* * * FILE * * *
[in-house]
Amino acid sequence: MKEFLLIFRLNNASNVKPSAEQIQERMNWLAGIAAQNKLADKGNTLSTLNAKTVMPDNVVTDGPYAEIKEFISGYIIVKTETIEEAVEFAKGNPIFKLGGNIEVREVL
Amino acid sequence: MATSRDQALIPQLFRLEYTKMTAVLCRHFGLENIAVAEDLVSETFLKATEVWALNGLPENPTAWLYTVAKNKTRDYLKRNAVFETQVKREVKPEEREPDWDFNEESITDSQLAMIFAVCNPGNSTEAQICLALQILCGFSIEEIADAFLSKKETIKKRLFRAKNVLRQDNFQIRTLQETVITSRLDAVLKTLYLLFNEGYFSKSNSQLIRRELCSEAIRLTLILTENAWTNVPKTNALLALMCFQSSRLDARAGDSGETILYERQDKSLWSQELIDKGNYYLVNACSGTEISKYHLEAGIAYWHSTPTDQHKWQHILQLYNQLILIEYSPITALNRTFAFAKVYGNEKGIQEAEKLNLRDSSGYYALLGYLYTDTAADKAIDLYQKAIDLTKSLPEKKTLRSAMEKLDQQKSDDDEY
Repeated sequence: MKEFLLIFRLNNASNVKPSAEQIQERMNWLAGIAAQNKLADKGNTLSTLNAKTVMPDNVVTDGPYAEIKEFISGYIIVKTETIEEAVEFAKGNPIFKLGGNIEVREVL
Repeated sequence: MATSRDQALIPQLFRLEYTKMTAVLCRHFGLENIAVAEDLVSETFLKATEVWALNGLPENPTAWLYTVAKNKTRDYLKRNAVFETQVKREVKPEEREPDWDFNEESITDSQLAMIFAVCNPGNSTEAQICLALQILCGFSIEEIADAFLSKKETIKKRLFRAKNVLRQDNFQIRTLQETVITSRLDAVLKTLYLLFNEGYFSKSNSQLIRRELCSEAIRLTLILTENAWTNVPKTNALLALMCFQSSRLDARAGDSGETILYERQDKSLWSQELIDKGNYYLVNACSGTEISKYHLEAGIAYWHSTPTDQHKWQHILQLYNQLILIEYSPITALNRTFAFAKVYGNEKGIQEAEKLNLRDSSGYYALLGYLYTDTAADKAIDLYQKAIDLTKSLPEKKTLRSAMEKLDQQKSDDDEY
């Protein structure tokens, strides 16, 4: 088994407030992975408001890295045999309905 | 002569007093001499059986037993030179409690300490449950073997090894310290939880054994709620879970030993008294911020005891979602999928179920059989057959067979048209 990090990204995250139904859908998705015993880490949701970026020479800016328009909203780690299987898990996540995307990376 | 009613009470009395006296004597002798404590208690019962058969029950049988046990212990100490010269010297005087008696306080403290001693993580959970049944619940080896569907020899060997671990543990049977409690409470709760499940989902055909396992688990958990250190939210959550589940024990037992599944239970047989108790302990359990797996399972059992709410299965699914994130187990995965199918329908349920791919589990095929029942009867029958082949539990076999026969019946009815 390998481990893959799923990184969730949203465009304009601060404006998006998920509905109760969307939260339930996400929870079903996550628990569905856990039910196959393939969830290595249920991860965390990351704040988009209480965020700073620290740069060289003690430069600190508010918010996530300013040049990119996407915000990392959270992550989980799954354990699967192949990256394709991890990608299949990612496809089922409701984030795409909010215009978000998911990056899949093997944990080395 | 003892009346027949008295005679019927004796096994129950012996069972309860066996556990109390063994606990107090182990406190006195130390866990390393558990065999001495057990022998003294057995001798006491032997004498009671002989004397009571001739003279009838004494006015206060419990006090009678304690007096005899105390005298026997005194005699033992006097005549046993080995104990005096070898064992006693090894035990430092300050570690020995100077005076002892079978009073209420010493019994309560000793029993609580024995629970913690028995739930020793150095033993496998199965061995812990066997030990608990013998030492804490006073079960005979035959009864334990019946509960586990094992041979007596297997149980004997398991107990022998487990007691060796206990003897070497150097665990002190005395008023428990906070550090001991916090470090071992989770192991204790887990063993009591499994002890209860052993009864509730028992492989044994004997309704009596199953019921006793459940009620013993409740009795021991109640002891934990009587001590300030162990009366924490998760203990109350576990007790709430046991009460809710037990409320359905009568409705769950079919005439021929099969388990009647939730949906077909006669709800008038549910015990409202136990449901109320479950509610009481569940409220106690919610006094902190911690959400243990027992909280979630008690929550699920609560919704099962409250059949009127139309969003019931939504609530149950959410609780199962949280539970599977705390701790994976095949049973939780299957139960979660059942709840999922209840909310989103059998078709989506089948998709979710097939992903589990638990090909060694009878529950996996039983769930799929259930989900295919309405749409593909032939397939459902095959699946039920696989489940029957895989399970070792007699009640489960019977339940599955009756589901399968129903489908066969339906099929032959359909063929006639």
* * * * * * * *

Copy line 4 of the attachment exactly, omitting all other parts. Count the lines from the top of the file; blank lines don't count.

Repeated sequence: MKEFLLIFRLNNASNVKPSAEQIQERMNWLAGIAAQNKLADKGNTLSTLNAKTVMPDNVVTDGPYAEIKEFISGYIIVKTETIEEAVEFAKGNPIFKLGGNIEVREVL